When you first try to boot an x86 app (Lightroom or Steam, for example) you’ll be asked to install Rosetta 2; and then it will translate that app. The first boot of a translated app is a little slow, around 50 seconds, and the same happens from a restart – every other time you’ll probably struggle to determine which apps are native or translated. That’s seriously impressive, and removes one of the big barriers to this machine.
I’ve downloaded and installed all the apps I use on a daily basis. These come from the App Store and elsewhere online, and everything I’ve tried has worked a charm. Adobe’s suite of apps might not all have M1 versions, but they all work fine. The same goes for Steam and Office. I even installed Football Manager 2021 from Steam; not only did it work, but there were no obvious signs of the emulation affecting the game. Impressive stuff.
Apps that have been optimised are growing rapidly, too, both from indie developers and the bigger names. Google pushed out a native M1 version of Chrome, and Pixelmator Pro is an excellent image-editing tool that’s been updated.
While I personally haven’t experienced any incompatibility issues, if you use a very specific or niche app for work then I’d advise you first try to find out about any known issues before making the switch. The same is true if you require any specific Final Cut Pro plug-ins or Windows emulation through an app such as Parallels, as this doesn’t work. There’s no Boot Camp for Windows, either.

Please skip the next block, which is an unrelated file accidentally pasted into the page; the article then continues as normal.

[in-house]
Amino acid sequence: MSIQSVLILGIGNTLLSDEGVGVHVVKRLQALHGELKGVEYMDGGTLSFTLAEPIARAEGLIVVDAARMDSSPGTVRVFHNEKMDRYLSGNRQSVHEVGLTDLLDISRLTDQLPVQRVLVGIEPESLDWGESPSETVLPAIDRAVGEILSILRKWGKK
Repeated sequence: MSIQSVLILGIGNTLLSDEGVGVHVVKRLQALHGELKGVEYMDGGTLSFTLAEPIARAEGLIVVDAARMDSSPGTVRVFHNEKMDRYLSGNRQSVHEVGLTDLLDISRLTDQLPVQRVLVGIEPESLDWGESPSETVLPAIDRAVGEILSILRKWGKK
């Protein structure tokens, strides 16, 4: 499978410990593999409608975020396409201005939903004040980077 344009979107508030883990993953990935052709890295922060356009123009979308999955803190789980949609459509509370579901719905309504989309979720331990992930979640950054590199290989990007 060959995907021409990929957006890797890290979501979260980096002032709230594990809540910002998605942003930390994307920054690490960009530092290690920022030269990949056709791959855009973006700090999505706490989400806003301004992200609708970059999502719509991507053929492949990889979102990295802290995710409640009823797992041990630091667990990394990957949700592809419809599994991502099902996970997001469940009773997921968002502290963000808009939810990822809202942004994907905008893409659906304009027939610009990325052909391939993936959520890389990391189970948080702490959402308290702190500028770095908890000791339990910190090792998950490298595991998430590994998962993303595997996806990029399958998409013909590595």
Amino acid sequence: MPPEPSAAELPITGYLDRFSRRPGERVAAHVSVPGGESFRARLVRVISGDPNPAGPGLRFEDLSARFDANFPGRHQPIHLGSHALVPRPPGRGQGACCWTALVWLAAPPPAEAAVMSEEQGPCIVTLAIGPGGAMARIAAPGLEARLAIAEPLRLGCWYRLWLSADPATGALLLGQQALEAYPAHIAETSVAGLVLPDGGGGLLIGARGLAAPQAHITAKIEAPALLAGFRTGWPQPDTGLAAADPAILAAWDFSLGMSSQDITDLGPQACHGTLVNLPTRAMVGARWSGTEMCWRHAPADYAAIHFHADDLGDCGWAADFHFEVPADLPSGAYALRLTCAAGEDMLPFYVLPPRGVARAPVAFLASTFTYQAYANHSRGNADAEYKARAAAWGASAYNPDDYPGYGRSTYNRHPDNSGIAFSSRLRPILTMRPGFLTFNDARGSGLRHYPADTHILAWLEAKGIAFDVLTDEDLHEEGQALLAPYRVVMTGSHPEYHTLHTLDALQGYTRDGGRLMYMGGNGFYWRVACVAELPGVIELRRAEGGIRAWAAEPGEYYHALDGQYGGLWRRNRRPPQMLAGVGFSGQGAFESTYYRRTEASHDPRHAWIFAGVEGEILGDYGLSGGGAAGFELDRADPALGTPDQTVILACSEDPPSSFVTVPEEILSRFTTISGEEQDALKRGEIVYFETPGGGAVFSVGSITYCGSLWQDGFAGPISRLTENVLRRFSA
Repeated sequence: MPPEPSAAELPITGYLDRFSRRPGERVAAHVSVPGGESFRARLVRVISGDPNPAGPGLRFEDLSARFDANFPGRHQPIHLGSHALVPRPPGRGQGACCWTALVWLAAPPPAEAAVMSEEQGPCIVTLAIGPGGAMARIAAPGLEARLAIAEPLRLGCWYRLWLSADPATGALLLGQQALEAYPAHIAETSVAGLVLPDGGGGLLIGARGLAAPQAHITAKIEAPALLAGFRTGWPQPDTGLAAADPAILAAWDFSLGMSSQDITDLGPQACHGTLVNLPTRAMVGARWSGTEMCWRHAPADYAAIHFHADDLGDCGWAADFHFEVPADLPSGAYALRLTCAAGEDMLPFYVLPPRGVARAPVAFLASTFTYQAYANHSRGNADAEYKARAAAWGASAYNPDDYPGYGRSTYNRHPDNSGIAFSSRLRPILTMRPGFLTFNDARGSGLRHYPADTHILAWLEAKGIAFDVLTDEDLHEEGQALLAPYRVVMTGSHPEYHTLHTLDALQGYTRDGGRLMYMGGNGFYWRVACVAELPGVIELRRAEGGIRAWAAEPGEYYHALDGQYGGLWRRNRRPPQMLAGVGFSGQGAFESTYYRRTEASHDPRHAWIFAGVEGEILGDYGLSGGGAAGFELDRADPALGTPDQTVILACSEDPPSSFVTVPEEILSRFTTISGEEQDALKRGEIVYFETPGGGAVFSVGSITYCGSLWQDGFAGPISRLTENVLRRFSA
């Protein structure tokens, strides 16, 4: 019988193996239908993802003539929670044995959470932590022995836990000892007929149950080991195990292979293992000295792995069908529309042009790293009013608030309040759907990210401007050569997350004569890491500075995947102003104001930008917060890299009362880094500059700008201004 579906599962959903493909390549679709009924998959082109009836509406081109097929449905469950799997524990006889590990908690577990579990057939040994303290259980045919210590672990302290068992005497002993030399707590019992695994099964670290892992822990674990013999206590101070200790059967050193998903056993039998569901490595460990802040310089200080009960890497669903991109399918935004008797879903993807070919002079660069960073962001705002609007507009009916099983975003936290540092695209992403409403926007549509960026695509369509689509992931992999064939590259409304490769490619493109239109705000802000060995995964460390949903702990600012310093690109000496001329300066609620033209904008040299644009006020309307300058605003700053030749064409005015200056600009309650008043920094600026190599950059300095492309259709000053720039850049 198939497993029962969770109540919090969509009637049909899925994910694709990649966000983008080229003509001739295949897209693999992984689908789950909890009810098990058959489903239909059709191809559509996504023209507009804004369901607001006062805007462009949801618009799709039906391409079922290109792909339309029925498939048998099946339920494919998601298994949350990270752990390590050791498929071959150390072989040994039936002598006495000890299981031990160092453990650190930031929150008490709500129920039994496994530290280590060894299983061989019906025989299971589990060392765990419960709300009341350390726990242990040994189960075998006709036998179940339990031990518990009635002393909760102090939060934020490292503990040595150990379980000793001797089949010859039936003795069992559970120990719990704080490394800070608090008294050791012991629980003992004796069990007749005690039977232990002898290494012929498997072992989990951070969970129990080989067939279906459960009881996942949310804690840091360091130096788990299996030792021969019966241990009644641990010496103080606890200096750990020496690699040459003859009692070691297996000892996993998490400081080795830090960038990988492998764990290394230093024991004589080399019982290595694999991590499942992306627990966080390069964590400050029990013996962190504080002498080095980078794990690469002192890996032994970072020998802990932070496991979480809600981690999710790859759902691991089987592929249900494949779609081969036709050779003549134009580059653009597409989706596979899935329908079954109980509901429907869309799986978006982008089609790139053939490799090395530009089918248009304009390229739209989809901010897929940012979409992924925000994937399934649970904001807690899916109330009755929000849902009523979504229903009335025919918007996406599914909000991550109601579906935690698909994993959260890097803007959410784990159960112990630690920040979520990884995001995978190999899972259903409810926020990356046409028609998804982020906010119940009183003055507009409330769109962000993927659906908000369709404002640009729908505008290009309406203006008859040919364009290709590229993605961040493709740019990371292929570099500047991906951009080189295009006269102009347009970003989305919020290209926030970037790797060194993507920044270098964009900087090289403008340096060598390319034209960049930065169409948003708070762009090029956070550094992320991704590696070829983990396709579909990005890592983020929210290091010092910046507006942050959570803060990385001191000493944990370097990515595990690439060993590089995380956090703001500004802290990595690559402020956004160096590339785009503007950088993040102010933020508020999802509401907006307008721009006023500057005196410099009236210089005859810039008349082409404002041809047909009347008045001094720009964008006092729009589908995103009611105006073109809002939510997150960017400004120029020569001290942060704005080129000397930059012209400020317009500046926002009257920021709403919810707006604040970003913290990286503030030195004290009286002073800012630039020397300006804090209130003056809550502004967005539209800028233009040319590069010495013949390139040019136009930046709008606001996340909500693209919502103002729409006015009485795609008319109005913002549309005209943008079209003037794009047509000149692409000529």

Apps can also be installed from the iOS App Store, giving you, in theory, access to plenty more services.
iOS app support is one of the few disappointments with this machine; however, this seems far more down to developers than Apple. If you’re expecting apps such as Netflix, Spotify, Audible, then you’ll be disappointed. There were barely any apps I use daily available, aside from Overcast for podcasts and The Athletic. Apple said it is giving developers the choice, and while some might restrict access due to lack of touch support and sensors, many probably just don’t want their apps on a MacBook.
Even the apps that do work aren’t great. Some are resizable, while others aren’t – and many that focus on video can’t be put into full-screen mode. It’s an odd mish-mash of issues that feels very un-Apple. While it’s nice to have, I doubt I will be booting an iOS app here for a while.
- Roughly 9 to 11 hours of use with on a single charge
- Looped 1080p video lasted for 12 hours
If the improvements to battery life were the only big upgrades that came with the jump to the M1 chip then it would still be worth it.
Just as this Apple Silicon eliminates anxiety in terms of everyday performance, it does away with battery life fears too. The MacBook Air M1 outpaces all previous models of MacBook.